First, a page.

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CES Prognosis

Session leader: Hillary Kunins, MD

April 20th, 2010

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Scroll down for links to the supplemental articles needed to answer these questions


Clinical Epidemiology:  Questions


 1. Now that you’ve read Sackett, you’ve realized the critical importance of an “inception cohort,” in studies about prognosis. Think about the great heterogeneity in illnesses and conditions that you’re now familiar with; discuss how you’d construct (recruit) TWO inception cohorts for two different conditions, one fairly straightforward, and one that’d be more challenging. Discuss where/how you would find participants, and how you’d identify them as “patients.”







2. Read the abstract and first 2 pages of:


Seeff LB, et al. 45 year follow-up of Hepatitis C Virus Infection in Health Young Adults. Annals of Internal Medicine 2000; 132:105-111.


Neal KR, et al. Excess Mortality rates in a cohort of patients infected with the Hepatitis C virus: a prospective Study. Gut 2007; 56:1098-1104.


     a. Comment on the “cohorts” for each study.


     -Are either or both of these “inception cohorts”?  If so, in what way does it/they meet the definition of inception cohort? And, if not, why not?


     -How might the differences in cohorts influence difference in results?


     -Which of the results is more “valid” ?



3. Read the first 2 pages of the following article and answer the questions that follow:


Nishimura, Echocardiographically documented mitral valve prolapse.  A long term follow-up of 237 patients. NEJM 313:1305 1985.


     -What are the reasons for referral and steps in the referral sequence for a patient receiving an echocardiogram for MVP in this study?  Vis-a-vis severity of disease, which patients would this sequence select?


     -What proportion of patients had auscultatory findings?  Vis-a-vis severity of disease, what does this tell you about the group studied?

     -Many studies of MVP define its echo presence as > 2mm of prolapse.  How does this study define it, what was the average degree of prolapse found, and what are the implications re-disease severity?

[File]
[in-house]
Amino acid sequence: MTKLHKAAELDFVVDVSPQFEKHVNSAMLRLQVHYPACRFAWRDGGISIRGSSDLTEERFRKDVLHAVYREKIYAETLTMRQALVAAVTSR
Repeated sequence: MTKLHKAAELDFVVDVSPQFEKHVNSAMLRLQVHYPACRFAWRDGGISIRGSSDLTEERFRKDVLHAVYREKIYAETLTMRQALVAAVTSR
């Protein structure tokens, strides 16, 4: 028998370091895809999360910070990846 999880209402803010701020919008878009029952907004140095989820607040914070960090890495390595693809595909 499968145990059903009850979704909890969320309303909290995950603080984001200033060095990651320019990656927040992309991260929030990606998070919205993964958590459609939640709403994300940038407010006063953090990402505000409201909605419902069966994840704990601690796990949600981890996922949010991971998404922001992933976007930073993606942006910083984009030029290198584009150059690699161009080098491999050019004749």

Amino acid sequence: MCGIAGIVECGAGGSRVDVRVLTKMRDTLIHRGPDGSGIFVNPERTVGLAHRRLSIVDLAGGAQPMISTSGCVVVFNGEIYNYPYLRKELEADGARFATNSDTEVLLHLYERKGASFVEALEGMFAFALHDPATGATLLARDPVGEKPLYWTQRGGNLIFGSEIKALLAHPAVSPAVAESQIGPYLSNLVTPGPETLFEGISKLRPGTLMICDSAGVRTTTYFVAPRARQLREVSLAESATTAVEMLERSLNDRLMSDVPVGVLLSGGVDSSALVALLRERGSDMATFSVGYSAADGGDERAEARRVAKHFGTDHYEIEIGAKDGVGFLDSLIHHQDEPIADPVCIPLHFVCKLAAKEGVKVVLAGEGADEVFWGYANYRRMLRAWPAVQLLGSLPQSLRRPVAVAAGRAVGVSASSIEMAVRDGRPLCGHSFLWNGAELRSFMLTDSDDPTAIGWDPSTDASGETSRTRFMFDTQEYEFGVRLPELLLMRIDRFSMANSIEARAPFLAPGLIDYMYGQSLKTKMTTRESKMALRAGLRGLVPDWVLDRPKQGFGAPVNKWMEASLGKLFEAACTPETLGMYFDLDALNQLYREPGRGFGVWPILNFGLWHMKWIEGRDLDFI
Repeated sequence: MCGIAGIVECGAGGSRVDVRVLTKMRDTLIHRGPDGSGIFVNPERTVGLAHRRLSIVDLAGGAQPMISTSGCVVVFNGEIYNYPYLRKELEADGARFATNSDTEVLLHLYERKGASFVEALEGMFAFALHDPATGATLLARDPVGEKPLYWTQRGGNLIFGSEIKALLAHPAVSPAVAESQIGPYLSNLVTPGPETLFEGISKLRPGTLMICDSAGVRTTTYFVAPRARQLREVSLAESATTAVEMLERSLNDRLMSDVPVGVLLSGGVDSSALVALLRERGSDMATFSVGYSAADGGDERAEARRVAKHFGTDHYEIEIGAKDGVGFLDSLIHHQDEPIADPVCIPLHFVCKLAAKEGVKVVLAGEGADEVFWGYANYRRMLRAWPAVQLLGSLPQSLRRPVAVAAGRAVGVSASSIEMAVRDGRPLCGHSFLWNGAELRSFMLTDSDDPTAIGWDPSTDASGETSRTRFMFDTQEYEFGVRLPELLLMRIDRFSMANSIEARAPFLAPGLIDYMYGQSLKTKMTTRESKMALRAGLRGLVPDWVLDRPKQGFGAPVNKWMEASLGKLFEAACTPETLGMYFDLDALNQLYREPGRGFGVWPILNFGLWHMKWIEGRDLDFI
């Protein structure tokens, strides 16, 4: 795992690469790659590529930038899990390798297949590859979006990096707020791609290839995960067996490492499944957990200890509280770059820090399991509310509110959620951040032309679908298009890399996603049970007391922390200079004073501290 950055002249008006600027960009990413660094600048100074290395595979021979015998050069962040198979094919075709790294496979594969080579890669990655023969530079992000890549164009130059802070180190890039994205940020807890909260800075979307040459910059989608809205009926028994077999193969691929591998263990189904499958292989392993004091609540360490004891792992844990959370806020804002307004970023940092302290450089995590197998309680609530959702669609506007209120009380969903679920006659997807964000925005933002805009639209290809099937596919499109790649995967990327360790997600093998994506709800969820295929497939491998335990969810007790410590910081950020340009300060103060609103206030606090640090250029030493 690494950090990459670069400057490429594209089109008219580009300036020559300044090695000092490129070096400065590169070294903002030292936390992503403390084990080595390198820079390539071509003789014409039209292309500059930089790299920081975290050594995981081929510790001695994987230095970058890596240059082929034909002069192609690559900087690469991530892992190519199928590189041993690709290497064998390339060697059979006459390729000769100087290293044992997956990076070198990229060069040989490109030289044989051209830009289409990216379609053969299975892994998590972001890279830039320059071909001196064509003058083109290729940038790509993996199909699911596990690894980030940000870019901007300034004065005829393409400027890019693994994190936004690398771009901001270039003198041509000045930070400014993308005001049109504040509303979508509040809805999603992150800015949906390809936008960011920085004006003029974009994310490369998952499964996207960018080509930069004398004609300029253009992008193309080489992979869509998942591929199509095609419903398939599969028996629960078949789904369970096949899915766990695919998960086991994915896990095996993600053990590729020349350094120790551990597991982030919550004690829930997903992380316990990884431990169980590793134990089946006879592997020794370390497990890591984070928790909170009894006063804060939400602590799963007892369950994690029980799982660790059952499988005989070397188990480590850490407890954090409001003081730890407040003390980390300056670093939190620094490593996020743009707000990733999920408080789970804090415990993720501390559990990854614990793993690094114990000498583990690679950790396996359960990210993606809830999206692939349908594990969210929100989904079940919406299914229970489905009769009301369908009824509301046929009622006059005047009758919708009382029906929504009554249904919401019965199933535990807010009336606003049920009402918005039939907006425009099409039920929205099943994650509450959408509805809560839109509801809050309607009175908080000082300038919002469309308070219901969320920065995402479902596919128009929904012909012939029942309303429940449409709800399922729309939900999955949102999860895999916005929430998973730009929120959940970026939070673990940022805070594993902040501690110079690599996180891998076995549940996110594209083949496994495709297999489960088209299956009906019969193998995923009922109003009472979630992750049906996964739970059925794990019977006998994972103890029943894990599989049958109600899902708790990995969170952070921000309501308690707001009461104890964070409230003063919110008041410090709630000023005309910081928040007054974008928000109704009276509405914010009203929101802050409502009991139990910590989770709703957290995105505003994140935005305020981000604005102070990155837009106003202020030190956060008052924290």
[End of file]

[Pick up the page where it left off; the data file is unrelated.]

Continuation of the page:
-Does the severity of disease of these subjects strengthen or weaken the authors’ conclusions re-prognosis?



4. As you know, (observational) prognosis studies about treatment do not always agree with subsequent randomized data. One example: hormone replacement therapy for women INCREASES risk for cardiovascular events. Previous to the Women’s Health Study, prognosis studies suggested the opposite. Read the abstracts and first 2-3 pages of the following 2 articles and answer the following questions.


Grodstein F, et al. A Prospective Observational Study of Postmenopausal Hormone Therapy and Primary Prevention of Cardiovascular Disease. Annals of Internal Medicine (2000):133:933-941.


Kitahaha, et al. Early vs Deferred ART for HIV on Survival. NEJM (2009): 3601815-26



     a. In the Grodstein article, what are the ways the authors do and do not adhere to the “validity” standards discussed by Sackett? Can you determine what “went wrong” with the study based on Sackett’s principles?



HINT: do you feel this was an “inception” cohort in terms of who “did” and “did not” take HRT? What characteristic(s) of the cohort might have influence the findings? Specifically, how might the participants who did and did not take HRT differ, and in what way could this influence study results?



     b. Apply your analysis to the Kitahaha article. What did the authors do to address the potential limitations of the observational prognosis design.  How does this influence your confidence in its findings?